The approval of the first bitcoin ETF on October 19 was perhaps the most emblematic development of this increased appetite for institutional participation in the crypto markets. Even though its launch proved controversial – the version of the ETF launched is futures-based and the not spot- based product so many market participants had hoped for – there is no question that it reflects the consensus view that regulated products will be a net positive for the overall health of the market through the institutional and professional investment participation.
For example, in a survey conducted by Bitwise/ETF Trends of nearly 1,000 financial advisers, though only 9.4% said that they allocate to cryptocurrency in client accounts, 47% said the launch of a Bitcoin ETF would make them more comfortable with cryptocurrency exposure, up from 37% the previous year. Furthermore, institutional investors and family offices are increasingly securing digital asset exposure not only to benefit from the sectoral out-performance but also in order to position clients for the current economic realities of persistently low-interest rates and high inflation.
Figure 3: More family offices are turning to digital assets as a hedge against currency debasement
This is highlighted in the global family office survey conducted by Goldman Sachs, in which 40% of family offices globally indicated that they are thinking about currency debasement, with 42% investing in digital assets as a core part of their strategy to position themselves for these macro realities vs. only 37% in precious metals. (Figure 3). Another indicator of this “institutionalisation” of the crypto market FTSE Russell announcing in December that 43 assets had been vetted to be added to the FTSE Digital Assets (DA) index in 2022, pointing to the need for accurate pricing data as more institutional players enter the market.
TREND #3: Expansion of NFTs
The rapid pace of NFT adoption by artists, celebrities, professional athletes and clubs, musicians and organisations, was one of the defining trends of 2021 and is currently playing a pivotal role in cryptocurrency adoption. Unlike the like-for-like interchangeability – or fungability – of bitcoin and other crypto assets, NFTs which are unique digital tokens that can be used to verify authenticity and represent digital ownership of virtually any work of art, document, or object (for more see NFTs: The Pros, Cons, and Where They Fit With The Big Trends)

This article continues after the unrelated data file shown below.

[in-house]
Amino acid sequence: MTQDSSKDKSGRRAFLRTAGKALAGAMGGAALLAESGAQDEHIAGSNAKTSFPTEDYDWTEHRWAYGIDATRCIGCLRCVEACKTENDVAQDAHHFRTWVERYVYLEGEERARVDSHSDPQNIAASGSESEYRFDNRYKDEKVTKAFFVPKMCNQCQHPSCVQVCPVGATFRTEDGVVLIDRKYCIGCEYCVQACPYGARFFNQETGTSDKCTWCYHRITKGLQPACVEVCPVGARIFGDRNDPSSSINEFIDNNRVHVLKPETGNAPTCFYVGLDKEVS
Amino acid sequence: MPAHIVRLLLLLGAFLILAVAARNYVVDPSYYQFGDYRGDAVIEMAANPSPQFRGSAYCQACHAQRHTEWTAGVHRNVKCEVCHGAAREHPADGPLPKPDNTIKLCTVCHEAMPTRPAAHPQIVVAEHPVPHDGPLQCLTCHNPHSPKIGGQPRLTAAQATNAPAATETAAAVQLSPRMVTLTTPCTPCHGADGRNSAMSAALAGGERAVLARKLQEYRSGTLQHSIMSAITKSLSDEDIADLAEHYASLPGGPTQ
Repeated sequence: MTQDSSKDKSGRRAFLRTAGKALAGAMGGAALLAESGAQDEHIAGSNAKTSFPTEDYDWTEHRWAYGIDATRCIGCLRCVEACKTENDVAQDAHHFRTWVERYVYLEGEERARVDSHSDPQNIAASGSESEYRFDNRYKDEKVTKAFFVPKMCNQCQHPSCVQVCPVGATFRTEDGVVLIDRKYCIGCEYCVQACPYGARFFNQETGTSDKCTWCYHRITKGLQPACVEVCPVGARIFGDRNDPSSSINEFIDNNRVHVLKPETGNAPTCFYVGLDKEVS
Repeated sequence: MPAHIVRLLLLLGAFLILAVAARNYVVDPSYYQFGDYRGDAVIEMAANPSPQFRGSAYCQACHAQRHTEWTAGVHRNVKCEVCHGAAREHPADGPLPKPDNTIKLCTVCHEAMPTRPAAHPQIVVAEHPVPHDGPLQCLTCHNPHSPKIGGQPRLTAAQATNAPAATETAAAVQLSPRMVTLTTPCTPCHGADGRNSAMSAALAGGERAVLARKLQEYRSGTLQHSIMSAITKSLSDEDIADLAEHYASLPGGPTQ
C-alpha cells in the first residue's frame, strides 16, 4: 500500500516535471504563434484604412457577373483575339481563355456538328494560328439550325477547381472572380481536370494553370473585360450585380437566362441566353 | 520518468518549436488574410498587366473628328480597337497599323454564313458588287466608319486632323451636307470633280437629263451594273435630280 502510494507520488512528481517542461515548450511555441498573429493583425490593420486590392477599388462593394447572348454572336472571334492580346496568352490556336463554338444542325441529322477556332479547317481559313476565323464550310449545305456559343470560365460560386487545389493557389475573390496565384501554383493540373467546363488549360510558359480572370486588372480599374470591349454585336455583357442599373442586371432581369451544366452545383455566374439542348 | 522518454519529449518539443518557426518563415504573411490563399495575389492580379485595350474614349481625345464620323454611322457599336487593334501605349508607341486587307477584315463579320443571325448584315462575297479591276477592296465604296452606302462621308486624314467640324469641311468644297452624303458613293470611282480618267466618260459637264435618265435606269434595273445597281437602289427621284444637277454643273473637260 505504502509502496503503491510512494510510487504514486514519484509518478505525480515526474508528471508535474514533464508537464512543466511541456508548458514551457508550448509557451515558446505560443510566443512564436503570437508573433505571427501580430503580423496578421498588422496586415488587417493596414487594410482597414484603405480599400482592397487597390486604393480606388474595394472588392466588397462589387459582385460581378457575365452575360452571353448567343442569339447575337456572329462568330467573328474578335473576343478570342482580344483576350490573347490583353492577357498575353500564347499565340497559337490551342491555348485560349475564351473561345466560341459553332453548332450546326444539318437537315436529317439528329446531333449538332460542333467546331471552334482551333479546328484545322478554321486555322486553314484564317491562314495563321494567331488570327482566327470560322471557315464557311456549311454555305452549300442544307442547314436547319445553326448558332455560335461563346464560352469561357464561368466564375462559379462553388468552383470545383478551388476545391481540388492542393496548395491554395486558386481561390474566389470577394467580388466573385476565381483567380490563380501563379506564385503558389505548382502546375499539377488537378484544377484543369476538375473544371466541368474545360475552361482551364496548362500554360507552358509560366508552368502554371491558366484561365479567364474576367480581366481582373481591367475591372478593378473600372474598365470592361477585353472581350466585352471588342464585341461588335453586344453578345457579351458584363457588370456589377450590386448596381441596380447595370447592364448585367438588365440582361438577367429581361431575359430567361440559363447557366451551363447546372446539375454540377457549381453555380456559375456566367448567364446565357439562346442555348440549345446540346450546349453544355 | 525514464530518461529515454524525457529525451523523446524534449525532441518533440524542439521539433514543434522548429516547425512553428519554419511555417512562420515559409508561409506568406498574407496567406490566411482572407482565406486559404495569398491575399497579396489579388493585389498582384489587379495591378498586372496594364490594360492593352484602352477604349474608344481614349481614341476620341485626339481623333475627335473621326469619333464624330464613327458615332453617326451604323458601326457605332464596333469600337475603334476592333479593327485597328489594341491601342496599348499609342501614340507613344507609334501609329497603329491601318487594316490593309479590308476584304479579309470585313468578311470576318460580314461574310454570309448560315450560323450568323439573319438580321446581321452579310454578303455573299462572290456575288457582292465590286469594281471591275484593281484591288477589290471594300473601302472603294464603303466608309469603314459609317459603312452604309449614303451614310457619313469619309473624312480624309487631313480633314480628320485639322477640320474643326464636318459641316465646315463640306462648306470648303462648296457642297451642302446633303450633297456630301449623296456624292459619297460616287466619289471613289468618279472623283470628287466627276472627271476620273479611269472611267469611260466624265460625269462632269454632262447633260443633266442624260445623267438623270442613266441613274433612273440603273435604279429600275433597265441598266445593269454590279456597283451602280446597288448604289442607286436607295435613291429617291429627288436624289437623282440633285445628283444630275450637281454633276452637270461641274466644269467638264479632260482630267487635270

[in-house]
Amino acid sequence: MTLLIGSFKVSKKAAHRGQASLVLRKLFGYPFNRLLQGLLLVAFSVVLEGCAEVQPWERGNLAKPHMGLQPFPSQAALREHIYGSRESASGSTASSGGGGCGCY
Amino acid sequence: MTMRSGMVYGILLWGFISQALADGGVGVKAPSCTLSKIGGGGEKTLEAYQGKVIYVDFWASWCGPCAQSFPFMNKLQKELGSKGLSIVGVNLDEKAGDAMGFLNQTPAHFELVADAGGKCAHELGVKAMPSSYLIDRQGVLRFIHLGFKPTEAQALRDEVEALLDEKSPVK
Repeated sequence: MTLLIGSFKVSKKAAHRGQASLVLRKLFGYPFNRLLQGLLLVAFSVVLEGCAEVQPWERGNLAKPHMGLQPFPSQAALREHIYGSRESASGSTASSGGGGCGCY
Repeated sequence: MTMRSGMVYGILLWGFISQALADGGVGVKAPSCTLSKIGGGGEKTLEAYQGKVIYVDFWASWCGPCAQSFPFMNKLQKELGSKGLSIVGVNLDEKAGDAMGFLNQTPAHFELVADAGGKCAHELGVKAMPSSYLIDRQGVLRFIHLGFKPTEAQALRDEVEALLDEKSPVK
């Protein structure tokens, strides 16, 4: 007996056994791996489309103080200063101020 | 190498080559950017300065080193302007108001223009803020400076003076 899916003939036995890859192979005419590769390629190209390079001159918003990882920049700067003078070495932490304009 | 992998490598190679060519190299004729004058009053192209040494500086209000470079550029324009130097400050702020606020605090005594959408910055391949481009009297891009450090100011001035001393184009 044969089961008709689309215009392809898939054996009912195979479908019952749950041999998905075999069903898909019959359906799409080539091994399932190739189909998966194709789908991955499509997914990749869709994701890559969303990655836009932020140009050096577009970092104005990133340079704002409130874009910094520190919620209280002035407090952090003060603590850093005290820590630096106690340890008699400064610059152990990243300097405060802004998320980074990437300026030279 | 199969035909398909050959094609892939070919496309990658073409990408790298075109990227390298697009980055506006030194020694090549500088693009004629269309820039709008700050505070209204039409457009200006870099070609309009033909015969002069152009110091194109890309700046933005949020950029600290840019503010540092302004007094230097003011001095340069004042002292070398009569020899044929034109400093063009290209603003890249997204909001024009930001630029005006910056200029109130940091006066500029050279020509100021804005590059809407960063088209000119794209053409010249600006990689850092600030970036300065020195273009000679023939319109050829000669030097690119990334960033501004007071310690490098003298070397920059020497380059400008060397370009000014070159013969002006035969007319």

NFTs have mostly taken the form of digital art hitherto, with the most notable sale coming in March after the auctioning of the artist Beeple's 'First 5000 days' digital image for $69 million. Very soon, NFTs were being generated by artists, performers, celebrities – from Martha Stewart to Snoop Dog – as well as corporations like PepsiCo Inc. This development is reflected in the explosive trading volume growth witnessed on OpenSEA, one of the largest NFT platforms, which rose 646 fold from a trading volume of $21.7 million in 2020 to finishing 2021 with a volume of $14 billion.
Figure 4: Cumulative transaction volume on OpenSea, 2021
Beyond the art world, sports memorabilia, ticketing, medicine, and even music have all provided additional scope for NFT expansion. However, it is the gaming industry that has the largest potential – particularly with the rapid rise of the metaverse and play-to-earn gaming (which will be covered in part two of our trends overview). Here, NFTs can take on a wide array of different functionalities including rewards to gamers, special in-game characters and skins, as well as digital proof of ownership for land, property, and other in-game objects or elements. This utility of NFTs to streamline the valuation and monetisation of different kinds of property – including intellectual property such as patents – through the blockchain-based utility of self-executing contracts will undoubtedly have a large future impact on the legal industry.
Disclaimer: The information contained within is for educational and informational purposes ONLY. Any commentary provided is the opinion of the author and should not be considered a personalised recommendation. The information contained within should not be a person's sole basis for making an investment decision. Please contact your financial professional before making an investment decision.